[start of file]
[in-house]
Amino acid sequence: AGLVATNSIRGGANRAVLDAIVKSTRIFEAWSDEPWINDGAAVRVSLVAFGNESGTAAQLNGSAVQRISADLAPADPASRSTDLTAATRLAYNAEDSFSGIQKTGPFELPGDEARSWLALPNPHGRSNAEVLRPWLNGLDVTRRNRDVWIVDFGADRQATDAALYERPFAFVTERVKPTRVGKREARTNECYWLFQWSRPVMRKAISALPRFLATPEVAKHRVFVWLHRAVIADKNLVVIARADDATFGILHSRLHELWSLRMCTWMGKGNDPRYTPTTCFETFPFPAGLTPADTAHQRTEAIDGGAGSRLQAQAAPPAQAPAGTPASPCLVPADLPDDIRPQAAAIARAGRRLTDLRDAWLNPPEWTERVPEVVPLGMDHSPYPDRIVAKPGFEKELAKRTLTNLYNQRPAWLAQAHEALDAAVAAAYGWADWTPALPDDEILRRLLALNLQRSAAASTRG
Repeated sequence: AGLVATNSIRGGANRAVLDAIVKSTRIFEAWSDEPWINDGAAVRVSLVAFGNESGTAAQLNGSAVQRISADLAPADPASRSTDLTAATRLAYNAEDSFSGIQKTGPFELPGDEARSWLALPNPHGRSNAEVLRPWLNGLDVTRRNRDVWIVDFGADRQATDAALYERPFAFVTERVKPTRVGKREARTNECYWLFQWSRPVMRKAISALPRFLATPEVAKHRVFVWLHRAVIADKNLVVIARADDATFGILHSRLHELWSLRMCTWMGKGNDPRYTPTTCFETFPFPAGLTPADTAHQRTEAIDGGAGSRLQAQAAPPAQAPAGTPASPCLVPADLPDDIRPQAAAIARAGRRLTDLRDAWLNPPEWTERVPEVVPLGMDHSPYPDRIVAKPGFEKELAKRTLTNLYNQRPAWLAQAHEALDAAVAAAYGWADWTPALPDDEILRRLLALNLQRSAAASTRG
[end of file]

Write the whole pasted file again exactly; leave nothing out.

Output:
[in-house]
Amino acid sequence: AGLVATNSIRGGANRAVLDAIVKSTRIFEAWSDEPWINDGAAVRVSLVAFGNESGTAAQLNGSAVQRISADLAPADPASRSTDLTAATRLAYNAEDSFSGIQKTGPFELPGDEARSWLALPNPHGRSNAEVLRPWLNGLDVTRRNRDVWIVDFGADRQATDAALYERPFAFVTERVKPTRVGKREARTNECYWLFQWSRPVMRKAISALPRFLATPEVAKHRVFVWLHRAVIADKNLVVIARADDATFGILHSRLHELWSLRMCTWMGKGNDPRYTPTTCFETFPFPAGLTPADTAHQRTEAIDGGAGSRLQAQAAPPAQAPAGTPASPCLVPADLPDDIRPQAAAIARAGRRLTDLRDAWLNPPEWTERVPEVVPLGMDHSPYPDRIVAKPGFEKELAKRTLTNLYNQRPAWLAQAHEALDAAVAAAYGWADWTPALPDDEILRRLLALNLQRSAAASTRG
Repeated sequence: AGLVATNSIRGGANRAVLDAIVKSTRIFEAWSDEPWINDGAAVRVSLVAFGNESGTAAQLNGSAVQRISADLAPADPASRSTDLTAATRLAYNAEDSFSGIQKTGPFELPGDEARSWLALPNPHGRSNAEVLRPWLNGLDVTRRNRDVWIVDFGADRQATDAALYERPFAFVTERVKPTRVGKREARTNECYWLFQWSRPVMRKAISALPRFLATPEVAKHRVFVWLHRAVIADKNLVVIARADDATFGILHSRLHELWSLRMCTWMGKGNDPRYTPTTCFETFPFPAGLTPADTAHQRTEAIDGGAGSRLQAQAAPPAQAPAGTPASPCLVPADLPDDIRPQAAAIARAGRRLTDLRDAWLNPPEWTERVPEVVPLGMDHSPYPDRIVAKPGFEKELAKRTLTNLYNQRPAWLAQAHEALDAAVAAAYGWADWTPALPDDEILRRLLALNLQRSAAASTRG